Christmastime in the twin towns means “The Nutcracker,” “Black Nativity,” “A Christmas Carol” — and The Bad Plus. Since 2000, TBP have closed out their year by playing several nights at the Dakota. This year’s dates are Friday through Monday, Dec. 26-29.
Pianist Ethan Iverson, bassist Reid Anderson and drummer Dave King all grew up in the Midwest (Iverson in Wisconsin; Anderson and King in Minneapolis). King is the only one who still lives here.
Most years they have a new CD to play from. Last year it was “Prog,” which Billboard called “easily the most likable and listenable jazz album of 2007,” infuriating jazz critics and not for the first time. Whether TBP is a jazz trio, whether they represent a new direction in jazz, or whether they’re jazz assassins has been widely debated.
“We like being hard to classify,” says King in a Q&A with MinnPost (see below). “All of our heroes were hard to classify.”
From their first major release on Columbia, “These Are the Vistas” (2003), TBP has been controversial. They play original tunes and covers — of Nirvana (“Smells Like Teen Spirit”), Black Sabbath (“Iron Man”), Burt Bacharach (“This Guy’s in Love with You”). They pull tunes apart and smash them back together. They don’t swing.
Their new CD, the cryptically named “For All I Care” (apathy or passion?), features a vocalist — alt-rocker Wendy Lewis. And it’s all covers, this time of rock tunes and contemporary classical music. It won’t be released in the states until February but will be previewed at the Dakota. There will be a CD release show in Minneapolis, probably in March, venue TBD.
See a making-of video on YouTube.
MinnPost caught up with King last Sunday at the Artists’ Quarter in St. Paul, where he was playing with Happy Apple, one of his numerous other bands. (Happy Apple saxophonist Michael Lewis is Wendy Lewis’ nephew.)
MinnPost: Why a singer? Why Wendy Lewis?
Dave King: We felt like it was time to collaborate with someone, and we thought we might as well go all the way and make a record with vocals. We were looking at singers and thinking about asking some star-type people, but then we decided we’d end up being the backing band, and the whole idea was, this is a guest for us. We talked about Tom Jones … we talked about Darryl Hall. Then we thought, we’ve gotta get someone who can deal with this kind of crazy music. I had played with Wendy years ago. Reid was a fan of her music. She ended up working beautifully.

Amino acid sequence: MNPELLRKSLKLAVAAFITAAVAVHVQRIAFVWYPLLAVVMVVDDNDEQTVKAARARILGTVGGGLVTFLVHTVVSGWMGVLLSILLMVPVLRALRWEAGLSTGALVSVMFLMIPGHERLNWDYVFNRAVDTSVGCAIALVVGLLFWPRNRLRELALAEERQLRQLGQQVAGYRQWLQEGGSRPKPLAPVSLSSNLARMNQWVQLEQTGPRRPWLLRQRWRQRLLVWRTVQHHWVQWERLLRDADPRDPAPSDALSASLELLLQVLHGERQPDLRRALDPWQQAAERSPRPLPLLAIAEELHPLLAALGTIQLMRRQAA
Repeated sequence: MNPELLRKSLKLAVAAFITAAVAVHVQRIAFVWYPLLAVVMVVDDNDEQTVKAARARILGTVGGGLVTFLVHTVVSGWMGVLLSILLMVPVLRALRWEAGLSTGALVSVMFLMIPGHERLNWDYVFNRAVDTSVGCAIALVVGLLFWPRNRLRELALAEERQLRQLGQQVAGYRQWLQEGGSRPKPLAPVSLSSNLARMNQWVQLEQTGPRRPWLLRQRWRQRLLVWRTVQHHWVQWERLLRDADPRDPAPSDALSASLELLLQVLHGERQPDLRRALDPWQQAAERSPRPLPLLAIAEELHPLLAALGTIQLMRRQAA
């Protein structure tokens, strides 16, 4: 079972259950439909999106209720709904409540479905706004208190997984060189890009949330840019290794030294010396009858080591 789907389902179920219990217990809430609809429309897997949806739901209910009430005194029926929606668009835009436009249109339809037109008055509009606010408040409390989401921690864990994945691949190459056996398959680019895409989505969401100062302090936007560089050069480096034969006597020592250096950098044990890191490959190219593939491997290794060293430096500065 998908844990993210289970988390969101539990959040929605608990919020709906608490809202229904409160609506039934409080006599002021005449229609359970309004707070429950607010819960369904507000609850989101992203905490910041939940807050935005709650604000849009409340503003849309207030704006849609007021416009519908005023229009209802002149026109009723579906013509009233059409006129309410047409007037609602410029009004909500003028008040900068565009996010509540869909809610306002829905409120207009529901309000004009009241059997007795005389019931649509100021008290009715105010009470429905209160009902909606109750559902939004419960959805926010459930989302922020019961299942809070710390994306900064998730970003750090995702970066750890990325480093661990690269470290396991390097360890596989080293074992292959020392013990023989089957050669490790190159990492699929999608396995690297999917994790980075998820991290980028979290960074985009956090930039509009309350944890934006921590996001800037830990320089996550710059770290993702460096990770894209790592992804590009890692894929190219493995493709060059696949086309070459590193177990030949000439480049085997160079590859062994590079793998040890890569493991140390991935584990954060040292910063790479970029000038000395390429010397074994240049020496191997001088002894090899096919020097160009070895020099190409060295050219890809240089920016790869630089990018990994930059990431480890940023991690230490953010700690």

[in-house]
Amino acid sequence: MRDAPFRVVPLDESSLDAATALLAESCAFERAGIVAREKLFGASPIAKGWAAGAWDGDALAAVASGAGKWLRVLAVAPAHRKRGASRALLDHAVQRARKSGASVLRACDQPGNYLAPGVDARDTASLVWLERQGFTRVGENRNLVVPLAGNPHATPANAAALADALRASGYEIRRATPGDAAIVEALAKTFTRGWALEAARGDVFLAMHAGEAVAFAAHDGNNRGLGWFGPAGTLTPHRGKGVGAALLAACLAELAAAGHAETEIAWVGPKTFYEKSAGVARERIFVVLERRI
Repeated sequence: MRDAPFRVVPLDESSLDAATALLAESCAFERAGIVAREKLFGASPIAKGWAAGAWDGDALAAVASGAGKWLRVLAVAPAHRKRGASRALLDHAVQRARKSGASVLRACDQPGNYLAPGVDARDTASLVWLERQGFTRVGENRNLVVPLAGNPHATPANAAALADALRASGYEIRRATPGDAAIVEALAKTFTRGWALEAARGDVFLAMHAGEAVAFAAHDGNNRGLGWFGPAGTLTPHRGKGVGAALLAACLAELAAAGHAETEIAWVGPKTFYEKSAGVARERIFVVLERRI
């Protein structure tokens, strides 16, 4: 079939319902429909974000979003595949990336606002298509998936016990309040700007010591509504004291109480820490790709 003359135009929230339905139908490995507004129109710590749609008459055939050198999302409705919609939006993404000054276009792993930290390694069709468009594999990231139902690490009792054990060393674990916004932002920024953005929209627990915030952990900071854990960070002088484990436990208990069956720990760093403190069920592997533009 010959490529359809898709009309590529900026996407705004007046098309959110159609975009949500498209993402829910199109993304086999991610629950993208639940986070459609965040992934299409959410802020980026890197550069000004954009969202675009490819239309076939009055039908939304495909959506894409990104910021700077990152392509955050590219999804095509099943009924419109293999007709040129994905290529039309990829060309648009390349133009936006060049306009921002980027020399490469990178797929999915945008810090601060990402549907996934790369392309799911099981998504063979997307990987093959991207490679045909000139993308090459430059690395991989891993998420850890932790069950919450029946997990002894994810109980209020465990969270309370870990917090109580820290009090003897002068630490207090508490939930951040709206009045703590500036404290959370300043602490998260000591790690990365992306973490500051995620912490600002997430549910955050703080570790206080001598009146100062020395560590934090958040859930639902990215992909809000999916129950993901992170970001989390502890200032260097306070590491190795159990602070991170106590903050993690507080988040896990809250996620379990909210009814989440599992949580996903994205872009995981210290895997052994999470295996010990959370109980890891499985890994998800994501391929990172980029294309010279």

MP: So this isn’t a response to “is the Bad Plus jazz or not”?
DK: We’re not concerned about that. We just believe in what we’re doing. You’re into it or you’re not. We like being hard to classify. All of our heroes were hard to classify.
MP: How did you choose the songs for the new CD?
DK: We all chimed in with different ideas from different genres and decades. … I picked “Barracuda” [by the rock band Heart] and also “New Year’s Day” [U2] and “Blue Velvet” [Bobby Vinton], two extra tracks that will be released on iTunes and on vinyl.
MP: Since you’re not releasing the CD until February, what will you do at the Dakota?
DK: Wendy’s going to come up and sing one song on Friday and Saturday. We’ll be doing new music, stuff we haven’t played in a while, and the classical music. New stuff that’s not on this record but will be on the next one. Our next record will be all original instrumental recordings, no covers.
MP: What, no Wendy on Sunday and Monday?
DK: You’ll be more surprised then. We’ll definitely put on a show.
MP: What keeps you in Minneapolis?
DK: My wife and I were raised here. We were living in L.A. for a while and came back — we have family here. We love Minneapolis-St. Paul. … This city is one that people watch. If you say you’re from Minneapolis, people go, “Yeah, that’s a great music city.”
What: The Bad Plus
Where: The Dakota
When: Friday-Monday, Dec. 26-29, 7 and 9:30 p.m. ($32-$40)
P.S. Another must-see show this weekend: pianist Bill Carrothers at the Artists’ Quarter. Friday-Saturday, Dec. 26-27, 9 p.m. ($10). Check out a video from his last visit.